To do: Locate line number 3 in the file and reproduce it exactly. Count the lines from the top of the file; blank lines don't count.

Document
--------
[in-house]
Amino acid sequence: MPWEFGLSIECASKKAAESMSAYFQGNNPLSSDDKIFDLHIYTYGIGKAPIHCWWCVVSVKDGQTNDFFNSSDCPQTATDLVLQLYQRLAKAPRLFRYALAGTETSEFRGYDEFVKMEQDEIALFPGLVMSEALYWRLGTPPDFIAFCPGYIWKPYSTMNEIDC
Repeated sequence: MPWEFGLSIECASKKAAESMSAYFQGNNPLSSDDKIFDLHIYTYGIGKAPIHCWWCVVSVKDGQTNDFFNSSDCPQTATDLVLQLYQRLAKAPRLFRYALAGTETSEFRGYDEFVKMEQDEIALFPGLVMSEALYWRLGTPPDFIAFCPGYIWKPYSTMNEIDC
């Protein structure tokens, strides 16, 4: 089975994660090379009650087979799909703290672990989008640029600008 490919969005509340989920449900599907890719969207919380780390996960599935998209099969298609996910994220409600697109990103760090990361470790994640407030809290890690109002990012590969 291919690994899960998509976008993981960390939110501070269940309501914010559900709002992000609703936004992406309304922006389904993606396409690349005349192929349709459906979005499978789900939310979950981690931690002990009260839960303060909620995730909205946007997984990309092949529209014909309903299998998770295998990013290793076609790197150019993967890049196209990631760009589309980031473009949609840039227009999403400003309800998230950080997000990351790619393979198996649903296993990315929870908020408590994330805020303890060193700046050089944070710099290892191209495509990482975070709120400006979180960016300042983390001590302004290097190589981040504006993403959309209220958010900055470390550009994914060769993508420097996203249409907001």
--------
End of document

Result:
Repeated sequence: MPWEFGLSIECASKKAAESMSAYFQGNNPLSSDDKIFDLHIYTYGIGKAPIHCWWCVVSVKDGQTNDFFNSSDCPQTATDLVLQLYQRLAKAPRLFRYALAGTETSEFRGYDEFVKMEQDEIALFPGLVMSEALYWRLGTPPDFIAFCPGYIWKPYSTMNEIDC